• Labor’s view that by the 2020s every urban premises will need future-proof optical fibre (but he won’t offer to build it).
The Australian Financial Review recently opined that the Coalition has now adopted 90 per cent of Labor’s plan, and should logically adopt the smartest 10 per cent — laying optical fibre to premises.
Apart from two editorials quoting the Turnbull script, and NBN nay-sayers Grahame Lynch and Kevin Morgan, every mainstream and technical column in recent weeks has said exactly the same thing: we should build fibre to premises now.
Why? Because FTTP will be no dearer or slower than renegotiating contracts with Telstra and fixing degraded copper. It will last at least 60 years. Future speed upgrades need no expensive digging. And FTTP revenues will be much higher than FTTN revenues, so it will be entirely user-funded.
Did Labor really promise in 2007 to build fibre to premises for $4.7 billion, and will it now cost $94 billion? No, Labor abandoned a 2007 FTTN plan when the cost topped $31 billion, including compensating Telstra to relinquish its copper wires.
During a famous flight to Darwin, Senator Stephen Conroy explained to Kevin Rudd that for $44 billion we could achieve industry’s long-expressed endgame of ubiquitous FTTP. Australia is as highly urbanised as the Asian and European countries where FTTP was already proven. Telstra involvement reduced the $43 to $38 billion. Numerous inquiries and parliamentary committees over later years all put FTTP cost in the $38-50 billion range.
So, is the Coalition plan really “fast, cheaper, affordable”? No.
Telstra can again name its price for the copper. Changing the Telstra contract will delay the Coalition plan. Degraded copper and inevitable contractor issues will blow out construction times. There is no allowance to maintain the eight car batteries, cooling systems and electronics in each node. The annual $1.3 billion copper maintenance cost and even the electricity for the 2 KW nodes are missing. The Coalition’s stop-gap FTTN will cost at least $40 billion — about the same as Labor’s FTTP.
Critically, FTTN will not even be affordable, because wholesale revenues will suffer since households get less value in substituting other costs for services. FTTN will not fund $40 billion of construction, but FTTP will.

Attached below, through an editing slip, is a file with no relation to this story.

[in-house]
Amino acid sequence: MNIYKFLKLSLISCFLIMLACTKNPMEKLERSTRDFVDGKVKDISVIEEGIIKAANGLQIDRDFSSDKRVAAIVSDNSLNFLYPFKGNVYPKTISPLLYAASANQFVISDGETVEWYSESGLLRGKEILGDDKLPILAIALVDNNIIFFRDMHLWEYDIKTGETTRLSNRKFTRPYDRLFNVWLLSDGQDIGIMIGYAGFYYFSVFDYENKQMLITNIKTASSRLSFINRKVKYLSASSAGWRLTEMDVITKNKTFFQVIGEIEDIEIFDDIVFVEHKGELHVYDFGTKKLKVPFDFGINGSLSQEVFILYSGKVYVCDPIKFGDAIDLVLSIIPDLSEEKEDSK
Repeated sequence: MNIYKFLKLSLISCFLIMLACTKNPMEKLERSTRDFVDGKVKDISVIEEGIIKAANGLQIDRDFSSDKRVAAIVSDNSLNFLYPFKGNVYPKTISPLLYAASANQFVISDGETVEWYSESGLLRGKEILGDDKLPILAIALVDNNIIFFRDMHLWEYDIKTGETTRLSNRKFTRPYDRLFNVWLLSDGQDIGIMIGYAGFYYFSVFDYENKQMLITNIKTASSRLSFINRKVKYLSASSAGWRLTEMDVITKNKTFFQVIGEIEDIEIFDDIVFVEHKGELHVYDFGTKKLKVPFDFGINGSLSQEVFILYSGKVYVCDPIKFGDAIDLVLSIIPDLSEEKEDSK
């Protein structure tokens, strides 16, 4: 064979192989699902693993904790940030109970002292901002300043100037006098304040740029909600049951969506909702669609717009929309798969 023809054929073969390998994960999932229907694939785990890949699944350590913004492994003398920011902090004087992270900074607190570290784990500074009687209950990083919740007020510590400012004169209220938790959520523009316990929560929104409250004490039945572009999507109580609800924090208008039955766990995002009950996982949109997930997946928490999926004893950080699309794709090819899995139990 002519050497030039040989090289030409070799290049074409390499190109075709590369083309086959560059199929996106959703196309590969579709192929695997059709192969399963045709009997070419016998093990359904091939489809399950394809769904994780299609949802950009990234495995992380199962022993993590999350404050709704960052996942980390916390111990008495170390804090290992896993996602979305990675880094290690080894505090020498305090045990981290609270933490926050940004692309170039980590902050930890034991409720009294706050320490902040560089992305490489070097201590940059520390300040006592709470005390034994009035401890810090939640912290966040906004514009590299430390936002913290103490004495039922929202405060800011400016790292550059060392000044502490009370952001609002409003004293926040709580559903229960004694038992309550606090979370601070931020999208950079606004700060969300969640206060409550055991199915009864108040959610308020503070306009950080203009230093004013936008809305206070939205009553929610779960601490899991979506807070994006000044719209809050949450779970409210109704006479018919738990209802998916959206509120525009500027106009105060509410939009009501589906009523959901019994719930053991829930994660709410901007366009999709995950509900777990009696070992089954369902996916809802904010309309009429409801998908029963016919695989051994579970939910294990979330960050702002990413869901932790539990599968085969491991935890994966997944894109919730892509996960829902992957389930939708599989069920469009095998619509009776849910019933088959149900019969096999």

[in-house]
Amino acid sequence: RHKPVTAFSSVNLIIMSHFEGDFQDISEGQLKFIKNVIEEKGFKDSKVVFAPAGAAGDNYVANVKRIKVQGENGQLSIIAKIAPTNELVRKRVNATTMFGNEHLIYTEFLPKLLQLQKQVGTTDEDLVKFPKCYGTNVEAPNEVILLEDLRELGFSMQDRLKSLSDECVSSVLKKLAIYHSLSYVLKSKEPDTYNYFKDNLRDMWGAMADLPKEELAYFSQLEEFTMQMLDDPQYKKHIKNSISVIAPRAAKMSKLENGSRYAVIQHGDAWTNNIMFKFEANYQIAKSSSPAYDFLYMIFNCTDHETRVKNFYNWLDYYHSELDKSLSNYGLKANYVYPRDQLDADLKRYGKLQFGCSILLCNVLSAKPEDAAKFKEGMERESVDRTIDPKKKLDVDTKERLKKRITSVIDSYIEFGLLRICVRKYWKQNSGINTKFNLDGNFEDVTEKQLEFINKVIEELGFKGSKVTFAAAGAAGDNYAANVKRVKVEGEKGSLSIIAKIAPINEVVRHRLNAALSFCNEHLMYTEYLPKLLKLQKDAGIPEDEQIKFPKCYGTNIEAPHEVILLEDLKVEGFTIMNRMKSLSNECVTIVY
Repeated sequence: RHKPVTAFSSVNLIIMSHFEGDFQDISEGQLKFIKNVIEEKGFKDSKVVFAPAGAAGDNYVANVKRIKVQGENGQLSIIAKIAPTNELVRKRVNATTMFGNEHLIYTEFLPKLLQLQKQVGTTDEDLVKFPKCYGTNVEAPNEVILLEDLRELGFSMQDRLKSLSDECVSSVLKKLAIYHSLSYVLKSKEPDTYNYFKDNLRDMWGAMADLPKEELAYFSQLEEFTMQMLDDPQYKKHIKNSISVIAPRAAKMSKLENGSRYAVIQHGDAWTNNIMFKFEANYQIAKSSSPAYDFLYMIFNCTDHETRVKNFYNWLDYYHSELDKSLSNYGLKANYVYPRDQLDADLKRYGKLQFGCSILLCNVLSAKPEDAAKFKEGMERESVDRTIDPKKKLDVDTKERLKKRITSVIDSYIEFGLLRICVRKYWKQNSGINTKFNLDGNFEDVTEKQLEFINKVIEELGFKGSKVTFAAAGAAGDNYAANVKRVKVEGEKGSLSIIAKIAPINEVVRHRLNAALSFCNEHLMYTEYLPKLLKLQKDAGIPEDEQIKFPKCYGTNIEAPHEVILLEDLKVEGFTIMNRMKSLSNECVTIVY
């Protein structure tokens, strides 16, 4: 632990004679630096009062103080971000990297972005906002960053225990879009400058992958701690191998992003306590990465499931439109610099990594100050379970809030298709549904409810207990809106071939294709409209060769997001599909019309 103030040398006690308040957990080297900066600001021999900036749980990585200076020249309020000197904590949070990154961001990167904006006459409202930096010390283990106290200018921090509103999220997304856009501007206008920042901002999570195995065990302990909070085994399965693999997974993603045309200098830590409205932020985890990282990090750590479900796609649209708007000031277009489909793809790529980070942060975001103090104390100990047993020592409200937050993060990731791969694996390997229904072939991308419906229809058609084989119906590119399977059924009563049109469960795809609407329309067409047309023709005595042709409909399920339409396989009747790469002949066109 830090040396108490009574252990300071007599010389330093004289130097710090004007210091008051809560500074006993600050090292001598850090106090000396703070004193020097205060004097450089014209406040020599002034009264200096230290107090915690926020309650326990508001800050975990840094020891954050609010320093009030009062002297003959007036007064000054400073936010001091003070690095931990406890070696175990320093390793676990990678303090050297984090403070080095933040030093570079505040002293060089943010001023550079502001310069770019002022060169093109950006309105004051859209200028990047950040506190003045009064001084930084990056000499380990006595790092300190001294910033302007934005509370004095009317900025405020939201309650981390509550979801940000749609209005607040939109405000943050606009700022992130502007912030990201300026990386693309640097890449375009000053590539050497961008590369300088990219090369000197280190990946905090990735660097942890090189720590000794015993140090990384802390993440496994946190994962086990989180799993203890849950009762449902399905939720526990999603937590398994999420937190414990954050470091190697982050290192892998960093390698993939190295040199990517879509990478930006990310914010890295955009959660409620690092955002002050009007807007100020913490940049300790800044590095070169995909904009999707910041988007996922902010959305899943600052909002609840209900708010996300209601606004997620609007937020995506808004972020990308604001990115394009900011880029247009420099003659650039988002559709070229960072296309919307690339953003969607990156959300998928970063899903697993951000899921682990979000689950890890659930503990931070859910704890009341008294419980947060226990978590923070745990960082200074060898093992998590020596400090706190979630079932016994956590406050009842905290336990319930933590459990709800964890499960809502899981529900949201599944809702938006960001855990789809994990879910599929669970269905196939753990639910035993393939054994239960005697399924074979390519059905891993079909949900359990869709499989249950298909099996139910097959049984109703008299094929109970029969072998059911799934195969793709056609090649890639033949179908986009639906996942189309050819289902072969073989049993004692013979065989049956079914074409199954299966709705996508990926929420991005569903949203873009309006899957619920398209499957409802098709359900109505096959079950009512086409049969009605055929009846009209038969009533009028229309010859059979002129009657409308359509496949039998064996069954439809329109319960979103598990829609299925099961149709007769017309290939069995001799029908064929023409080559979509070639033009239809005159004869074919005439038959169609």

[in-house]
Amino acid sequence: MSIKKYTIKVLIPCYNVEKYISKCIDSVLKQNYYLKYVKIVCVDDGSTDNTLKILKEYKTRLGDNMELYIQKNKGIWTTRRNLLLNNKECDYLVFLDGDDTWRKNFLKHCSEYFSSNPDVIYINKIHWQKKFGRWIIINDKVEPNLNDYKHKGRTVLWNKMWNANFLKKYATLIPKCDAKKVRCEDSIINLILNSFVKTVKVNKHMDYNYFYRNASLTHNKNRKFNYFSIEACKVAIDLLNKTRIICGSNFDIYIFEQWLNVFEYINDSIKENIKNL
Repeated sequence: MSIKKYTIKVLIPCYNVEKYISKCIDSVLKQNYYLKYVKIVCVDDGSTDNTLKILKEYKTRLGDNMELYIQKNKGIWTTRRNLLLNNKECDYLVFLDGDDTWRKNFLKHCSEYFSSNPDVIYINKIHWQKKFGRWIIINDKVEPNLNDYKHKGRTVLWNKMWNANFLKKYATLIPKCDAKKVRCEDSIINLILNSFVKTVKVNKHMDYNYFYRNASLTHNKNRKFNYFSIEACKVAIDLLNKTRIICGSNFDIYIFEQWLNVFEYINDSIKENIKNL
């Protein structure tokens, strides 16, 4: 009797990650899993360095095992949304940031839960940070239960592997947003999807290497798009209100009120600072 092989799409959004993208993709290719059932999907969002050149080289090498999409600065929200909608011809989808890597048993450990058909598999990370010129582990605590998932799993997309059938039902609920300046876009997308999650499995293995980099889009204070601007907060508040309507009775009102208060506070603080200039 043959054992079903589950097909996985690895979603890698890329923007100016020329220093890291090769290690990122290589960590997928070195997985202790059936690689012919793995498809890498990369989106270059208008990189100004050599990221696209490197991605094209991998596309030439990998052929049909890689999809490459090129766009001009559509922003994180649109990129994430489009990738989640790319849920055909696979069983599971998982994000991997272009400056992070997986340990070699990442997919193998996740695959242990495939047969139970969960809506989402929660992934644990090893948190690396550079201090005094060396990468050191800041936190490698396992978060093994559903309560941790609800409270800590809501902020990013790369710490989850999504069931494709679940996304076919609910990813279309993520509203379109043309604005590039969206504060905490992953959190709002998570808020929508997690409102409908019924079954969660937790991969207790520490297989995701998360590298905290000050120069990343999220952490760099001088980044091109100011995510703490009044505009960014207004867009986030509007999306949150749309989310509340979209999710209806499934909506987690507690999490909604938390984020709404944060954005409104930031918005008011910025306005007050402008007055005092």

Finally, does a household need fibre speed? This is actually a secondary question. The speed of data transfer is not the most important feature of an optical fibre network.
Rather, it is the reliability and lack of congestion that most benefit families, businesses, educators and health-providers wishing to engage with people at their homes.
Saying “this really should be working” doesn’t help patients who miss their 20 minutes with a $300-an-hour specialist waiting at the other end of the line.
Australians move house typically every seven years. Ubiquitous fibre removes the uncertainty that moving house might thwart your home business.
Yet speed is also important, including upstream speed. Multiple users of fast broadband each feel that they have it to themselves. A sudden Windows update or large file transfer does not spoil TV for someone else.
Home computers can be backed up offsite with ease, and recovery is faster. Dispensing with copper telephone lines also means no phone call costs, because all voice and video calls are just part of your data, with excellent voice and picture quality. FTTP is truly the endgame.
Mr Turnbull has now adopted Labor’s NBN outside towns and cities: 3 per cent get satellite, and 4 per cent get fixed wireless from a rooftop mast. Both are on track for 2015 completion, delivering 25 Mbps.
But now is also Australia’s moment to build FTTP in all towns and cities. The electorate knows it. Mr Turnbull knows it. He has delivered a 2005 Telstra FTTN policy proposal eight years too late, and FTTP is Labor’s only hope as September looms.
Francis Young has worked in IT since 1981 and now lives in the Hunter Valley, New South Wales, Australia.